of the sentence so imposed" -- is a directive concerned only with the proviso itself and should be construed only in its relation to the language of that proviso in which it appears. Grammatical construction compels this interpretation, as does the spirit of the statute and the rules of statutory construction. The first part of the first sentence expresses the legislative policy, namely, that courts must not fix or limit the duration of a sentence to the Bordentown Reformatory. The proviso restricts the general operating section of the statute, but only when the trial court chooses to exceed the five-year maximum where the penalty fixed for the crime is more than five years. Only in such a case does the requirement that the commitment specify the maximum so imposed, operate.

The State convincingly argues that the imposition of an indeterminate reformatory sentence having a maximum of short duration, such as was imposed here, defeats the entire theory of the reformatory-type sentence. It points out that the Legislature has vested in the board of managers of each reformatory the authority to parole at any time that it deems parole to be indicated, and this in its sole discretion. R.S. 30:4-106. That may occur the day following commitment, or parole may be withheld until the expiration of the maximum. Since persons admitted to reformatories are mainly in the first offender category and not yet regarded as State Prison material, there is sound basis for this legislative determination. The theory underlying reformatory confinement is one where the program is implemented to the highest degree by efforts at rehabilitation. The legislative formula for the imposition of the institutional-type sentence has correctly been described as accentuating "the theory of training and social rehabilitation, with termination of service dependent, inter alia , upon its accomplishment, over and above the more normal incidents of imprisonment which are implicit in sentences to the State Prison. It is, thus, apparent that the State conceives of importance the role of this reformatory, primarily as a rehabilitative and corrective

[69 NJSuper Page 238]

institution, * * *." In re Zienowicz , 12 N.J. Super. 563, 571-2 (Cty. Ct. 1951).

The testimony of Dr. McCorkle points up the guiding policy and program involved in reformatory sentences. In effect, he testified that the key to a successful reformatory program is the invoking of the rehabilitative process; that this process requires a series of investigations and studies of the individual in order to attempt to correct his attitudes and give him an opportunity to make a positive contribution to society; and the correct application of this process requires that the individual remain under the guidance of the State for a sufficient period so that there will be an opportunity to utilize the information afforded by the investigations and studies conducted by the professional staff of the institution.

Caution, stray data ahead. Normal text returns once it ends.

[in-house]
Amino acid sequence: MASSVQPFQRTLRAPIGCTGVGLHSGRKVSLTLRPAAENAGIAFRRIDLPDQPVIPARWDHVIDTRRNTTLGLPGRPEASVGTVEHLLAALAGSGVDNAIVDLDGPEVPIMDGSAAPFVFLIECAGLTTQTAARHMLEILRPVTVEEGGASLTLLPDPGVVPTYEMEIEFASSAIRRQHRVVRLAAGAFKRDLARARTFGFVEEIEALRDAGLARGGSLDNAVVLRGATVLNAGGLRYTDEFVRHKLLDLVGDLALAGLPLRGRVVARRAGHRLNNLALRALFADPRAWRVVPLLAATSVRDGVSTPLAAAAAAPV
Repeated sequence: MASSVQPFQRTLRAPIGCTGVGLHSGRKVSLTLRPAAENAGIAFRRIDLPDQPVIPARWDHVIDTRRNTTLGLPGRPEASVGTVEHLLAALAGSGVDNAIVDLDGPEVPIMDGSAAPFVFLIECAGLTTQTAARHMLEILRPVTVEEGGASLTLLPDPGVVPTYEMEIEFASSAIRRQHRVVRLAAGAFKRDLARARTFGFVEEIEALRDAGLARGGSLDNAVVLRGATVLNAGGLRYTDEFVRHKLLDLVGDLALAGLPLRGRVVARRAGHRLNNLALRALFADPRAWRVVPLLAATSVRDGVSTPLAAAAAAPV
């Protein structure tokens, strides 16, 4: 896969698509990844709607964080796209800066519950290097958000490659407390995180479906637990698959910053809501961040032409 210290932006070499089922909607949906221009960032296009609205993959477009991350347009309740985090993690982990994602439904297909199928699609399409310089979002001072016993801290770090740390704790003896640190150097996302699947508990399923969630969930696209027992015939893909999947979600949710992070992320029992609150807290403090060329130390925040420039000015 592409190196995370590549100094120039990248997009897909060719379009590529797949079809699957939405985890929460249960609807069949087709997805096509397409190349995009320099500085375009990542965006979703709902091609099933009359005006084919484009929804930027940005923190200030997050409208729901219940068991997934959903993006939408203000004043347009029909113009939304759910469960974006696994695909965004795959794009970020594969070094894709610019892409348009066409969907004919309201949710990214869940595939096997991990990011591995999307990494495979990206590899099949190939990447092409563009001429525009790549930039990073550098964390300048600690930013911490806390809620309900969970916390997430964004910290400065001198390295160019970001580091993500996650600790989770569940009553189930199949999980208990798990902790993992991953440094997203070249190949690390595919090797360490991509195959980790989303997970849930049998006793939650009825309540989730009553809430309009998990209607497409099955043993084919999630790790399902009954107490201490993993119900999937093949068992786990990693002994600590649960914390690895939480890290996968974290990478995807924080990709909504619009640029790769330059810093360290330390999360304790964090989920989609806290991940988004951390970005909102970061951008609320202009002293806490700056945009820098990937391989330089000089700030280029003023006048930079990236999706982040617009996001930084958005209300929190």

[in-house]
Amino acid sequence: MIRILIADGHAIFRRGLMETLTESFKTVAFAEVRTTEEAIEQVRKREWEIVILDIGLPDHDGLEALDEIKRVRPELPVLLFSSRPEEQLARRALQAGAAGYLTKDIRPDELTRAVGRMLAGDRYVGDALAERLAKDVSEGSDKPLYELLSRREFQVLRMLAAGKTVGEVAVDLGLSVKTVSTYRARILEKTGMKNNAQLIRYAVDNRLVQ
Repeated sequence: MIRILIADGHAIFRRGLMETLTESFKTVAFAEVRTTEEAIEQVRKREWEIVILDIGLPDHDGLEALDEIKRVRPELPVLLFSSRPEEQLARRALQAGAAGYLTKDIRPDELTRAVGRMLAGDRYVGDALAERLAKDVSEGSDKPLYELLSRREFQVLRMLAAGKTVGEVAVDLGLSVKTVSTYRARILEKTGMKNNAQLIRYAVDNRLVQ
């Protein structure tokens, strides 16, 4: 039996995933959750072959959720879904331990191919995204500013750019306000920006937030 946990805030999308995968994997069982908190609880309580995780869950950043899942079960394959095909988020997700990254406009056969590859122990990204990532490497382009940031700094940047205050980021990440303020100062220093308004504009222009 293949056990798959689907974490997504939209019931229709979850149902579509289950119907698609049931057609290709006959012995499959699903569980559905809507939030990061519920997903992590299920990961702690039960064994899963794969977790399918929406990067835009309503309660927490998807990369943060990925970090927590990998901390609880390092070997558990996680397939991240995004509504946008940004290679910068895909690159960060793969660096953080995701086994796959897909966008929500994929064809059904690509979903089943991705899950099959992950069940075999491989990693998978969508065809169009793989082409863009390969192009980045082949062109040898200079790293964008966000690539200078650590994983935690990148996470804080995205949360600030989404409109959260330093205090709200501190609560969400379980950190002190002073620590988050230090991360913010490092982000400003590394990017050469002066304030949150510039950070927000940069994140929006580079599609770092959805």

The Attorney General makes the valid point that if the sentencing judge has the authority to impose an 18-month sentence, he also has the power to impose a sentence of lesser duration -- for example, one for as little as a month. As was indicated by Dr. McCorkle, the detrimental result of the exercise of such power would be to thwart the whole program of rehabilitation and render it meaningless, since the entire process would have insufficient time in which to achieve its objectives. Additionally, the inmate, knowing he is to be confined for only a short period, might not avail himself of the opportunity to rehabilitate himself by full use of the materials and program made available to him.

The broad grant of power given the reformatory board of managers to terminate the period of commitment of an inmate -- a power consistent with the first clause of N.J.S.A. 30:4-148 -- would be rendered ineffective if the sentencing judge had the power to fix a maximum term less than that established by the statute in this case. There would be nothing to prohibit him from imposing a sentence less than that truly required to give full play to the rehabilitative processes of the institution.

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The trial judge expressed the opinion that the rule providing for a presentence report implies an intention to increase the court's discretion in the field of sentencing. We consider one of the principal purposes of such a report to be that of providing the sentencing judge with information concerning the offender, in order that he may determine whether penal custody is required and, if so, for how long (within the statutory limits) and in what institution. State v. Benes , 16 N.J. 389, 395 (1954).

The order of conviction is reversed and the matter remanded for the imposition of a proper sentence under N.J.S.A. 30:4-148.